Things I Might Be Posting About, If I Felt Like Blogging

  1. Our cooperative summer camp adventure continues. Based on past experience (read: lots of fighting), we split the boys and girls. We have five boys aged 5-8, with two 12- and 13-year-olds serving as counselors. I hosted them last Friday while my 12-year-old A ran the whole program. The girls’ group consists of 4 preschoolers and 7 elementary-school-age girls. They exempted me from hosting the girls, since my 14-year-old (DiI) helps out several days a week. The other two days she has a regular babysitting job for two little boys who adore her. I have been getting positive feedback from the mothers about my kids. I needed it.
    Some of the camp mothers live about a mile away, but my four-year-old walks back and forth with a minimum of complaint. When we met to make up a schedule, we asked not to give out junk food. Some mothers complained, “What will we give them if not Bamba?” We suggested melon. The children bring sandwiches; surely that’s enough food for four hours. The junk-food rule hasn’t been strictly enforced, but who can say what would have happened otherwise.
    A disadvantage of segregating by sex is that activities tend to fall along gender lines. Yesterday the boys made models of an army camp and the girls baked cookies with red jelly. Today both groups went to the zoo and my junior counselors stayed up till all hours preparing games and crafts.
  2. We are leaving on our annual trip to the US next week; camp may or may not be active when we return. My 4yo loved our visit last year, but now she doesn’t want to miss camp. She said I should go without her and bring back special (flavored) yogurt, a treat we rarely buy. I’m taking her, DiI, and my 7-year-old.
  3. Last night we went to a memorial service for a convert to Judaism who had made aliyah and died eight months later after collapsing in the street from a blood clot. The body sat for a month while her fate was decided; eventually her mother insisted on a Christian burial in the US. I had only spoken to her once on the phone, but we wanted to show support, and we met a family from Maale Adumim who had been exceptionally close to her. The family described how every Shabbat between her death and burial, mysterious things happened in their house: Crockery fell off shelves, and candles fell down, for no apparent reason.
  4. I met with two bloggers in one day. I sat with RivkA for a Coffee and Chemo date, and while in Jerusalem I hopped over to Leora’s hotel to say hello. We have several mutual friends and I am sure I have met her, but it was my first time seeing her adorable children. By then I was already anxious to get home, because the bus in the morning had taken me three hours. When we were renting our first apartment in Israel, I asked my husband how far we would be from the bus to Jerusalem and he said five minutes. He must have misheard me. It’s a twenty-minute ride, and the inter-city bus took forever to arrive. It was too crowded so I waited a short time for the next one. Then we ran into traffic, and the bus to the hospital also took ages. Then I ran around the hospital looking for RivkA, because the oncology ward told me she was in the ER. I eventually found her back in oncology. Even though she was having a long, hard day she was in good spirits and we had fun catching up. She even came up with some shidduch suggestions.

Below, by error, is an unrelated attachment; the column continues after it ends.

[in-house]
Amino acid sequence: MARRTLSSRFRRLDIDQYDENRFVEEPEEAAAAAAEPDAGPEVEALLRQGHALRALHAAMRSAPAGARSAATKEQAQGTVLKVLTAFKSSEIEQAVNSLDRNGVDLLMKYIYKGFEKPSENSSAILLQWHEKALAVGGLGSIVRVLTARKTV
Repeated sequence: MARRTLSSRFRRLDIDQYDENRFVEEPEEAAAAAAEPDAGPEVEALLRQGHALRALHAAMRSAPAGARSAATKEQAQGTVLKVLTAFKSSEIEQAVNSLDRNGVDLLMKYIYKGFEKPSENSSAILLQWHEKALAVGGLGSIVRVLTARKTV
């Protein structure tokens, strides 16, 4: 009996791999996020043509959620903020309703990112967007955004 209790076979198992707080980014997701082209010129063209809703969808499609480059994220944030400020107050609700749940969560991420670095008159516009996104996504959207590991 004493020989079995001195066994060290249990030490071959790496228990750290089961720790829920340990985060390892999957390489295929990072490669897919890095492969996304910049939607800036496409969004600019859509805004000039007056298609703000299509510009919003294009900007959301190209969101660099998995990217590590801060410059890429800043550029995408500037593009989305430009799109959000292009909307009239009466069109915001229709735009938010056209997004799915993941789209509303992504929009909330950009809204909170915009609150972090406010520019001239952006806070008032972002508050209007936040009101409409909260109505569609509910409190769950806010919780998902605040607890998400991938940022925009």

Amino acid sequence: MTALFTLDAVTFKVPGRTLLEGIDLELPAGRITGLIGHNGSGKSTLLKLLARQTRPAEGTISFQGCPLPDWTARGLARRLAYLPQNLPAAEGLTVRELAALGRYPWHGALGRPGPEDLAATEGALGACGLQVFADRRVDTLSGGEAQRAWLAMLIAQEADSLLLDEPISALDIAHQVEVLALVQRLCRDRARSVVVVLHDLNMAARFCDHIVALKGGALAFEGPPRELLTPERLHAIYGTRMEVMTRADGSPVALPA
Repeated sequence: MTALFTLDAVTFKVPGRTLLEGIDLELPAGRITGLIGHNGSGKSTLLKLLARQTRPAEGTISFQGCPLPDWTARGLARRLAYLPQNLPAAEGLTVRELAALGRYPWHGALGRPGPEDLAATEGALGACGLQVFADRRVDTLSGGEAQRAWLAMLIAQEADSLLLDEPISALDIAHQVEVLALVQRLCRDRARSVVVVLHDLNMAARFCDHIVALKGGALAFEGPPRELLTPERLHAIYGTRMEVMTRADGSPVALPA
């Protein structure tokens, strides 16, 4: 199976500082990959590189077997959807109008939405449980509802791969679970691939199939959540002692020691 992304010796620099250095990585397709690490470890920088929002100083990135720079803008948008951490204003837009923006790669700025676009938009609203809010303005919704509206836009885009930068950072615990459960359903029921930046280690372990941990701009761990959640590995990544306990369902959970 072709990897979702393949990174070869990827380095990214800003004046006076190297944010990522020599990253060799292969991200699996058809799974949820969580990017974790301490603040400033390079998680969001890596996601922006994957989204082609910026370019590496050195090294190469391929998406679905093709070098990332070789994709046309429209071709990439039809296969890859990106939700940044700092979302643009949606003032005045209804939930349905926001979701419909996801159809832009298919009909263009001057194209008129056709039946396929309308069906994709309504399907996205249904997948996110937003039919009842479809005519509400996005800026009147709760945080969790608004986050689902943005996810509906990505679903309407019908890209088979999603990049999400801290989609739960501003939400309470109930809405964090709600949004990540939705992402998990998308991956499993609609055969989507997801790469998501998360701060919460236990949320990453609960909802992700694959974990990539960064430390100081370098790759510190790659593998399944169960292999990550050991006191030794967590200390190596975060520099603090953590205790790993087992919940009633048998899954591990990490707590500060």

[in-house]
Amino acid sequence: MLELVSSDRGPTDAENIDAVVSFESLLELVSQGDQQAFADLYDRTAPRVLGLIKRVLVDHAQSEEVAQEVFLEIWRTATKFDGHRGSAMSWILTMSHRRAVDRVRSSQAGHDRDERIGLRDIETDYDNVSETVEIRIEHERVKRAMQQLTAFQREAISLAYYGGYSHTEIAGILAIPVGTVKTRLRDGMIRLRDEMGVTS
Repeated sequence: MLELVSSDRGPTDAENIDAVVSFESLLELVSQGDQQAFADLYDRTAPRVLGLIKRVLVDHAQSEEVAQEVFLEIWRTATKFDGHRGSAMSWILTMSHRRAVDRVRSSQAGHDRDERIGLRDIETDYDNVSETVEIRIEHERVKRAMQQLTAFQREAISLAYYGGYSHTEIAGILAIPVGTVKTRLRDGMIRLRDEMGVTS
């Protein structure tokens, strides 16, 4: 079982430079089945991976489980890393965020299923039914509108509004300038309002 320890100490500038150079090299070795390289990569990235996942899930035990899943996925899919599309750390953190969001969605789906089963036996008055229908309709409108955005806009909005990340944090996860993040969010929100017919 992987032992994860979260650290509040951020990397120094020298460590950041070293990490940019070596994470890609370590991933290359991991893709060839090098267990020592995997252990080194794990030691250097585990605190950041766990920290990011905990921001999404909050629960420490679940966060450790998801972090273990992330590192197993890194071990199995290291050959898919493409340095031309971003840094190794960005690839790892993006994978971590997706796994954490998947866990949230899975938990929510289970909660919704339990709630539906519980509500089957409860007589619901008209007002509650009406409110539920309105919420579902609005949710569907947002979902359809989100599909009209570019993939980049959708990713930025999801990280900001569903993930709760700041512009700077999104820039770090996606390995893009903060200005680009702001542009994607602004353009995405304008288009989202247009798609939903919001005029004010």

5. Speaking of sponja: One evening I noticed a puddle, which turned out to be coming from under my neighbors’ door. The neighbors are out of the country and their army-aged son was in Jerusalem, but a neighbor had a key so after turning off the water and closing off the source of the leak, we used several squeejees to sweep all of the water into the shower drain–in our apartment. It was a family effort. Their water purifier had cracked open, but the neighbor was still sure it must be the ozeret‘s fault. The son told me that the only damage was to their rug. If this had happened in the middle of the night, we might have been the ones with the serious damage.
  6. We are going to a bar mitzvah for Shabbat, and staying in my single brother-in-law’s apartment. When I heard his voicemail message asking to tell him some good news, I informed him of our upcoming visit. He took it in stride, or at least he had recovered by the time he called us back. Two of the kids chose not to go, but my oldest son feels close enough to the family to drag himself away from yeshiva for two weeks in a row.
  7. My seven-year-old inserted our rechargeable camera battery backwards. It slid in easily, but wouldn’t come out. The repairman removed it without taking the whole thing apart, after giving me a lecture about letting my kid play with it. I didn’t tell him about the movie that could only have been filmed from a few inches outside of my sixth-story window; my seven-year-old was three or four at the time. Instead I told him that it wasn’t nice to lecture customers. He didn’t charge and even advised me on how to fix a different problem with the camera.

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Comments